Commercial Division Blog

Posted: March 2, 2022 / Written by: Christopher R. Dyess, Hillary S. Zilz, Joshua Wurtzel, Jeffrey M. Eilender, Samuel L. Butt / Categories Contracts, Damages

Exclusivity Fee in Term Sheet Constituted Liquidated Damages Provision and Barred Further Recovery

In a Decision and Order dated February 9, 2022, in Parkmerced Invs. v. WeWork Cos. LLC, Index No. 652094/2020, Justice Andrea Masley granted defendant WeWork’s motion to dismiss.  Plaintiff alleged breach of contract, breach of the covenant and good faith and fair dealing, and promissory estoppel arising out a redevelopment in San Francisco with respect to which plaintiff and WeWork had signed a non-binding term sheet containing the material terms of WeWork’s investment in the project, including an exclusivity clause and a $20 million exclusivity fee.  Ultimately, WeWork did not participate in the redevelopment project.  In granting dismissal, Justice Masley read the exclusivity fee as a liquidated damages provision, explaining: 

The court agrees with plaintiff that "[t]here is no reason why parties competent to contract may not agree that certain elements of damage difficult to estimate shall be covered by a provision for liquidated damages and that other elements shall be ascertained in the usual manner." (J. E. Hathaway & Co. v. United States, 249 US 460, 464 [1919]; see Town of North Hempstead v. Sea Crest Const. Corp., 119 AD2d 744, 746 [2d Dept 1986] [clause providing for liquidated damages for "delays" did not bar damages for defendants' "abandonment of the contract"].) Indeed, the parties here did so agree; there is a separate provision for attorneys' fees and WeWork seeks them here. (NYSCEF 4, WeWork's MOL at 13.) The Exclusivity Fee compensates plaintiff for the possibility of the Proposed Transaction not closing within the forty-three day period while plaintiff was not pursuing other investors, while the Attorney's Fees provision may be awarded to either party in the event that a party commences an action and prevails. Clearly, reading the Exclusivity Fee as a liquidated damage does not render the Attorney's Fees provision meaningless as they are two independent provisions that peacefully coexist.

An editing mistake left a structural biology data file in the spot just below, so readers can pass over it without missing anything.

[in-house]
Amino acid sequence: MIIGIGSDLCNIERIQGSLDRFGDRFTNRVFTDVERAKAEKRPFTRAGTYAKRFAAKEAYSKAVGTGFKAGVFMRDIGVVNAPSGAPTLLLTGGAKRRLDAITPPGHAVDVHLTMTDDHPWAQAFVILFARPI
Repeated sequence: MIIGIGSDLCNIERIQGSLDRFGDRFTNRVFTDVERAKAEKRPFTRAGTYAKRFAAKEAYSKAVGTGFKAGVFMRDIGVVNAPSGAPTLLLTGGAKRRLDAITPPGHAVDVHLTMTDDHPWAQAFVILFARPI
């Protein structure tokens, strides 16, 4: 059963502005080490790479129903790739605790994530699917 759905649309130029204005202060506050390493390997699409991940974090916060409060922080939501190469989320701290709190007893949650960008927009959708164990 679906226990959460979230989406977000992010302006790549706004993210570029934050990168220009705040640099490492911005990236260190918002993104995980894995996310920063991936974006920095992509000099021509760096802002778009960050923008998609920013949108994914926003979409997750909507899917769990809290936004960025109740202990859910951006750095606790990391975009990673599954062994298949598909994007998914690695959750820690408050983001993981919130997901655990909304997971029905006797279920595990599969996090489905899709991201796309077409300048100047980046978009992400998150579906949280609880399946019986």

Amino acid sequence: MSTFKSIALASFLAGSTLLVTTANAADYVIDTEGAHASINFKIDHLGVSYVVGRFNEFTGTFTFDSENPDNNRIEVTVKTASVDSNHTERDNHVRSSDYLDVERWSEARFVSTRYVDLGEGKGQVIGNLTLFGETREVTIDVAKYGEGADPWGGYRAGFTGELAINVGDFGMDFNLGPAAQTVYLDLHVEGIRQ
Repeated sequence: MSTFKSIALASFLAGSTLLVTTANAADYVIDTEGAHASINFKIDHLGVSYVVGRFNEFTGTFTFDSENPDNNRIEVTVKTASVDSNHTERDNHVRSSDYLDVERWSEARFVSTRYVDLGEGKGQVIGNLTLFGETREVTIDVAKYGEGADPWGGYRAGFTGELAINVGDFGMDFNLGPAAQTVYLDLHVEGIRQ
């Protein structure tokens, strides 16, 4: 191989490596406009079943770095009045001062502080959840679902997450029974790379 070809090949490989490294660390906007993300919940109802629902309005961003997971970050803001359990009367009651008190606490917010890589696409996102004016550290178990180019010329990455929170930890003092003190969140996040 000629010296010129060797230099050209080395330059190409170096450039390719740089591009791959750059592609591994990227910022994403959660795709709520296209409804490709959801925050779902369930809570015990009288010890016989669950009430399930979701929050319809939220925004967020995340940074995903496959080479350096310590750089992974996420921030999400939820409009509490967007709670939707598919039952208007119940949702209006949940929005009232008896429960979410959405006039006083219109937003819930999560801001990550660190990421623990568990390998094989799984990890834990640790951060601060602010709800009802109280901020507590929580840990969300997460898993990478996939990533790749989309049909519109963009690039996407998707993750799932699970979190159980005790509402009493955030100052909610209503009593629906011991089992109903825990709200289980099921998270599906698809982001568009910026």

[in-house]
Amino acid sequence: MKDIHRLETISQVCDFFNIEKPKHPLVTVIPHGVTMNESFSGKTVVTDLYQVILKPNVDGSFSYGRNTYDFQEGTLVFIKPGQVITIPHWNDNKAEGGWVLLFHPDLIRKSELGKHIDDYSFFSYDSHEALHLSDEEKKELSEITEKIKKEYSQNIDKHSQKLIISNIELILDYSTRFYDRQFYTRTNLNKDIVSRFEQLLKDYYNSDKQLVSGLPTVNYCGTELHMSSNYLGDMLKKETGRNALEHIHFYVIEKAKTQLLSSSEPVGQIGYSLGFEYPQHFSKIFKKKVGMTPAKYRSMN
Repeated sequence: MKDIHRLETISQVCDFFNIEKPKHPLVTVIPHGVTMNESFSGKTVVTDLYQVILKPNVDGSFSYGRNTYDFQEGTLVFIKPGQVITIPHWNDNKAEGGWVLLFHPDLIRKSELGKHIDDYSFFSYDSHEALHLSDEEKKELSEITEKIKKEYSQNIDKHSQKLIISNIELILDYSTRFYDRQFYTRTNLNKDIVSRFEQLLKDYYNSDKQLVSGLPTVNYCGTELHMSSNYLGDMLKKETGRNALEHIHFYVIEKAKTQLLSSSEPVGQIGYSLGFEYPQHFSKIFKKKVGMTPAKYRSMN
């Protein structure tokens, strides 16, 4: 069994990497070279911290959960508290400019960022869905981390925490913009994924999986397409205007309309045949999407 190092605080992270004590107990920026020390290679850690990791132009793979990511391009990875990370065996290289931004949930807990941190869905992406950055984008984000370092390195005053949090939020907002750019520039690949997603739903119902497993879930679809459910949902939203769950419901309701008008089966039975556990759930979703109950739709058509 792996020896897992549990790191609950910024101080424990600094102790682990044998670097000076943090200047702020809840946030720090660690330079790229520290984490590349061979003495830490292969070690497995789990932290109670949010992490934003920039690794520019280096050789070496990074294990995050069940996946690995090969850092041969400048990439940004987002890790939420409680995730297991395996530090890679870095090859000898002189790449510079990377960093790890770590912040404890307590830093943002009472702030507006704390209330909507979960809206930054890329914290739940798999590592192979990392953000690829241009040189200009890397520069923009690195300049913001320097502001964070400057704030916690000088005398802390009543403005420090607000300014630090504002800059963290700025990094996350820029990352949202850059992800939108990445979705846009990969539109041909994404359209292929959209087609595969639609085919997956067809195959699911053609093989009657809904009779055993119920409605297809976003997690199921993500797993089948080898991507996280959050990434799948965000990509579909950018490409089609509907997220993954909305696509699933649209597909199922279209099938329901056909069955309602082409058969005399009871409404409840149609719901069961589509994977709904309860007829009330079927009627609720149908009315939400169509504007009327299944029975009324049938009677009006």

Justice Masley also dismissed the breach of covenant of good faith and fair dealing and promissory estoppel claims. 

The attorneys at Schlam Stone & Dolan frequently litigate disputes concerning terms sheets and liquidated damages.  Contact the Commercial Division Blog Committee at commercialdivisionblog@schlamstone.com if you or a client have questions concerning such issues.